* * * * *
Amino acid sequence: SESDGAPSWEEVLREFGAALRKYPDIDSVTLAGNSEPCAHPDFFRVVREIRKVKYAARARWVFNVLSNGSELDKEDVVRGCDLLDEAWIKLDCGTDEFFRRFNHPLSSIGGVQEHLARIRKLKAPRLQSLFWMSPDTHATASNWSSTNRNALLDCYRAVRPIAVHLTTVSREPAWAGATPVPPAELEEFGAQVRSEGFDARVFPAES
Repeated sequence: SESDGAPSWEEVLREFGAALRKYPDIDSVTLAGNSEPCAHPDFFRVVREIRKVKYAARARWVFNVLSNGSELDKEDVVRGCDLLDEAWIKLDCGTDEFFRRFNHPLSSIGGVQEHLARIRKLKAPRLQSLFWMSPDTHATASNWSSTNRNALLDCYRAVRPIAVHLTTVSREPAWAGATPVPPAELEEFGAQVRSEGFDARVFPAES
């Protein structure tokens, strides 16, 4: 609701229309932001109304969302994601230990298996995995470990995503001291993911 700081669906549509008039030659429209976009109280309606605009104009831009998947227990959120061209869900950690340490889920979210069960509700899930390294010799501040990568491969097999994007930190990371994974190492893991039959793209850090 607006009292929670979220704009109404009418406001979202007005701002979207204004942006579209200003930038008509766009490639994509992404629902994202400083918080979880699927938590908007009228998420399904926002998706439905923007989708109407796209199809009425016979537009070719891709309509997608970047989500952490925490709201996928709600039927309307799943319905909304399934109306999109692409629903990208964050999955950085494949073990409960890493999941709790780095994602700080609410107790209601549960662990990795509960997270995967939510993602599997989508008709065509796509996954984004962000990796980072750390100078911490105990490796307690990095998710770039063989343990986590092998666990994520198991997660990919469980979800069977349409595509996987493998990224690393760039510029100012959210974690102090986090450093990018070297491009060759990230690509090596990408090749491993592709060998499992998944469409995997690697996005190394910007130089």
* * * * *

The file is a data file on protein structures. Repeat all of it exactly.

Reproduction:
Amino acid sequence: SESDGAPSWEEVLREFGAALRKYPDIDSVTLAGNSEPCAHPDFFRVVREIRKVKYAARARWVFNVLSNGSELDKEDVVRGCDLLDEAWIKLDCGTDEFFRRFNHPLSSIGGVQEHLARIRKLKAPRLQSLFWMSPDTHATASNWSSTNRNALLDCYRAVRPIAVHLTTVSREPAWAGATPVPPAELEEFGAQVRSEGFDARVFPAES
Repeated sequence: SESDGAPSWEEVLREFGAALRKYPDIDSVTLAGNSEPCAHPDFFRVVREIRKVKYAARARWVFNVLSNGSELDKEDVVRGCDLLDEAWIKLDCGTDEFFRRFNHPLSSIGGVQEHLARIRKLKAPRLQSLFWMSPDTHATASNWSSTNRNALLDCYRAVRPIAVHLTTVSREPAWAGATPVPPAELEEFGAQVRSEGFDARVFPAES
């Protein structure tokens, strides 16, 4: 609701229309932001109304969302994601230990298996995995470990995503001291993911 700081669906549509008039030659429209976009109280309606605009104009831009998947227990959120061209869900950690340490889920979210069960509700899930390294010799501040990568491969097999994007930190990371994974190492893991039959793209850090 607006009292929670979220704009109404009418406001979202007005701002979207204004942006579209200003930038008509766009490639994509992404629902994202400083918080979880699927938590908007009228998420399904926002998706439905923007989708109407796209199809009425016979537009070719891709309509997608970047989500952490925490709201996928709600039927309307799943319905909304399934109306999109692409629903990208964050999955950085494949073990409960890493999941709790780095994602700080609410107790209601549960662990990795509960997270995967939510993602599997989508008709065509796509996954984004962000990796980072750390100078911490105990490796307690990095998710770039063989343990986590092998666990994520198991997660990919469980979800069977349409595509996987493998990224690393760039510029100012959210974690102090986090450093990018070297491009060759990230690509090596990408090749491993592709060998499992998944469409995997690697996005190394910007130089």